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04/13/10 7:11 PM ET

Teahen settling in at the plate

Third baseman adjusting to new club, new season

TORONTO -- There is a tendency for a player with a new team to try too hard to make a good impression on teammates and fans.

It would be understandable if that is what happened to Mark Teahen in his first week of the season, when he went 1-for-14 with one RBI with his new team.

He says he is trying to stay loose at the plate.

"I've been told to try easy," he said before Tuesday's second game of the White Sox series against the Toronto Blue Jays at Rogers Centre.

The White Sox third baseman made up for the slow start on Monday night when he drove in three runs with three hits, including the game-tying home run in the ninth and the game-winning triple in the 11th.

It also looks a little worse when the slump comes early in the season.

"I think if you go through a bad stretch in the middle of the season, you have enough numbers that it doesn't affect [the batting average] that much," Teahen said, "Especially when it's your first week with a new team you want to do a little bit too much and, with hitting, minute changes can affect a lot. So I'm just trying to stay loose and let my body work how it's supposed to rather than go out and try and do too much and be tight and not let my body work.

"I think early in the year you want to get off to a good start and switching teams and wanting to impress your teammates and the city or whatever right away. Luckily it's a long season and you can settle in."

Andruw slugs way into lineup

TORONTO -- After hitting his first two home runs of the season in Monday's game, Andruw Jones was back in the starting lineup again Tuesday night.

Juan Pierre, who was the designated hitter on Monday, did not start on Tuesday. White Sox manager Ozzie Guillen agreed when he was asked if Jones' performance gave him a pleasant problem filling out the lineup card. That's the way he likes it.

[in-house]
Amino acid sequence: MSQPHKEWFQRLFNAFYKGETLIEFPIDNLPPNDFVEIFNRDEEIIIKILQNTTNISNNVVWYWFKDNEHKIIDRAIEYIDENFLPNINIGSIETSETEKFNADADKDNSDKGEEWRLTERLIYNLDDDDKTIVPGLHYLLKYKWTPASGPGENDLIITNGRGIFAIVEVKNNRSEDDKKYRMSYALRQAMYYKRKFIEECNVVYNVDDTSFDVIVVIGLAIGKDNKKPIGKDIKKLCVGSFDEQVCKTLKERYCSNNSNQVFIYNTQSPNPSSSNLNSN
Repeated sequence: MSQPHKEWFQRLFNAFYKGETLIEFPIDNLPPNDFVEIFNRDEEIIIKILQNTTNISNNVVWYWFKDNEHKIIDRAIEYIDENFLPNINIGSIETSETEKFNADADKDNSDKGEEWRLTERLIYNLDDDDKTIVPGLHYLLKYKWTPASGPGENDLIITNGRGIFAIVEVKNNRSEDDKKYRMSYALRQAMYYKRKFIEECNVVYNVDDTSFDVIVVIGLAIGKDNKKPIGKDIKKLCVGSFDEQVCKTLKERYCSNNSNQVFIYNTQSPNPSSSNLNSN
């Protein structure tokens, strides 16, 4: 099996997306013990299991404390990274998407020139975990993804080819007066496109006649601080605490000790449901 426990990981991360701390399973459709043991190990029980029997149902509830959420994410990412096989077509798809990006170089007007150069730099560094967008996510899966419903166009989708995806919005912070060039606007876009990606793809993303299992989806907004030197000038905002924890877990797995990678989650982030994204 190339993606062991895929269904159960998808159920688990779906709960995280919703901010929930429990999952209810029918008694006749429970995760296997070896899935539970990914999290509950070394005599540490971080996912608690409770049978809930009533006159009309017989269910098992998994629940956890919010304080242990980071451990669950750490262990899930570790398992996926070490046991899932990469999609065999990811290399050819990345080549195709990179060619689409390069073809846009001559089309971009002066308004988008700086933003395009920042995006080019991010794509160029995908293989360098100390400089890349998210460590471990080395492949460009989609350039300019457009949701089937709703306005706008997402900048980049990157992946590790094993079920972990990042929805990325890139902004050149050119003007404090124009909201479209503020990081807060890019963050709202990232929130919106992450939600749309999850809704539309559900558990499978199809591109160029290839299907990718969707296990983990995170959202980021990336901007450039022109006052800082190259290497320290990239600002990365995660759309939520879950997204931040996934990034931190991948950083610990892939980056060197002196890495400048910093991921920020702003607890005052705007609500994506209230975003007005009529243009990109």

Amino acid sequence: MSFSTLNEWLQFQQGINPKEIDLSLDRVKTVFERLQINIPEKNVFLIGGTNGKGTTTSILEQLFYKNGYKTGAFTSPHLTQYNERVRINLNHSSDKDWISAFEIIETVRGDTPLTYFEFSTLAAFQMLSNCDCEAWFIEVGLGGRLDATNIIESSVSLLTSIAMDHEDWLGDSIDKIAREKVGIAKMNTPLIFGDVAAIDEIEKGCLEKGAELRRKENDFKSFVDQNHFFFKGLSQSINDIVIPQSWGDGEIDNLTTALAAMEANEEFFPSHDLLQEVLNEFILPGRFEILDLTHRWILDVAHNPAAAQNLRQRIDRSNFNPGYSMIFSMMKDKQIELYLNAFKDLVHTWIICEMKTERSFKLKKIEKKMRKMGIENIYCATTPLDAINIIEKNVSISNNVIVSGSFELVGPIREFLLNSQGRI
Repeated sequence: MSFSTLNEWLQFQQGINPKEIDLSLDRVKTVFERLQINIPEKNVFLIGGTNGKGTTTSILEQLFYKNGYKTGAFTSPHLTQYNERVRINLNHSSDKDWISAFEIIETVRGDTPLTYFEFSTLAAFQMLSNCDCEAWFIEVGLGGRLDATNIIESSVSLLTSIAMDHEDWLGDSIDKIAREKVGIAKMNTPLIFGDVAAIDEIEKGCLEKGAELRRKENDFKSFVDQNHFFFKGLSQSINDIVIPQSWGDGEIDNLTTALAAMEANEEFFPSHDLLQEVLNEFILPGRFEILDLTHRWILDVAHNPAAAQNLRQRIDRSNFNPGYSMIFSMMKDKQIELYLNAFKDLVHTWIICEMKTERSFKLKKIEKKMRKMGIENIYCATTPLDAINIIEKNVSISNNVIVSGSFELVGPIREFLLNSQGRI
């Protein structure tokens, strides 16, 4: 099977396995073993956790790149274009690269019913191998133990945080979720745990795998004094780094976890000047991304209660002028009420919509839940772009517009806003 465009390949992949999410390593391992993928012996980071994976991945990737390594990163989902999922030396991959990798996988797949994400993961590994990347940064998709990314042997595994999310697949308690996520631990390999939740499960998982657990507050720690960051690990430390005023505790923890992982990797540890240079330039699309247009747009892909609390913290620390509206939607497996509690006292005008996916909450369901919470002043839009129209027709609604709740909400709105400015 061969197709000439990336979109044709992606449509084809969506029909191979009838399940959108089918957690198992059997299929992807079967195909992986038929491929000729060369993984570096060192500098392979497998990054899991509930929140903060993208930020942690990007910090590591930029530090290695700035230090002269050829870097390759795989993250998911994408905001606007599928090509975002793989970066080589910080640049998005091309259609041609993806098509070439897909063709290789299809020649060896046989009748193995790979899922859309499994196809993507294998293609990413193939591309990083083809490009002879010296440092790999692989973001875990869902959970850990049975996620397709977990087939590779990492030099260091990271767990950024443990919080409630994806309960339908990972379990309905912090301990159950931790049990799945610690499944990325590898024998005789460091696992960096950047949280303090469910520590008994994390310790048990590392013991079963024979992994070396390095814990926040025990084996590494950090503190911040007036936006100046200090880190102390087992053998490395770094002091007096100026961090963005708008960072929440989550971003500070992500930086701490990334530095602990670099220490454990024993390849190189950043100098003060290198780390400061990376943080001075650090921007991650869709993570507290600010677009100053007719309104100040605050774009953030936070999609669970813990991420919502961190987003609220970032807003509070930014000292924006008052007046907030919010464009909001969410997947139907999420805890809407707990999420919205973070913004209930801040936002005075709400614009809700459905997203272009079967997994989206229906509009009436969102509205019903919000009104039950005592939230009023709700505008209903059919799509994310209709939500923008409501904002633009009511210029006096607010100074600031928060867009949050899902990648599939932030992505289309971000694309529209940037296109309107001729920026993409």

"I'll take that, [give] me a headache when I make the lineup," Guillen said. "That's what I want. It's about winning. I'm going to put the best lineup I think for that day."

Jones' homers tied him with Craig Nettles for 50th on the all-time list with 390. It was his 38th career multi-homer game.

Guillen not concerned about Peavy

TORONTO -- Right-handed starter Jake Peavy has two no-decisions and an ERA of 8.44 after two outings, including Monday's outing in which he was charged with seven runs in 5 2/3 innings.

He escaped with a no-decision, though, as the White Sox won, 8-7, in 11 innings.

White Sox manager Ozzie Guillen said he sees no reason for concern.

"No, not really," he said. "He knows what he's doing. I think he's trying to do too much trying to make the perfect pitch. That's what I see from him. He's fine. As long as he's healthy, he's fine."

Guillen sticks up for Rios

TORONTO -- White Sox manager Ozzie Guillen feels that fans have a right to boo. And the crowd at Rogers Centre has been booing former Blue Jays outfielder Alex Rios during the first two games of the series against Chicago.

"Fans pay a lot of money," he said before Tuesday's game. "Fans invest money to watch, to boo. When they boo you, you're important."

One of the reasons Rios is booed in Toronto could be because of an item that appeared on YouTube last year. It showed Rios in an exchange with a fan over an autograph that was not given. Guillen does have an issue with the way players are sometimes approached.

"One thing about it, I was kind of searching for what happened to Alex in Toronto," Guillen said before Tuesday's game. "I just [watched on] YouTube what happened. If you put yourself in Alex Rios' shoes, that kid was lucky it was not Ozzie. ... People sometimes think they can do whatever they want with celebrities. That's not right."

Rios made a public apology after the incident.

"If that was me, I [would not] apologize to anybody," Guillen said. "I think those people, they approached him in the wrong way. They were lucky they only got that from him."

Larry Millson is a contributor to MLB.com. This story was not subject to the approval of Major League Baseball or its clubs.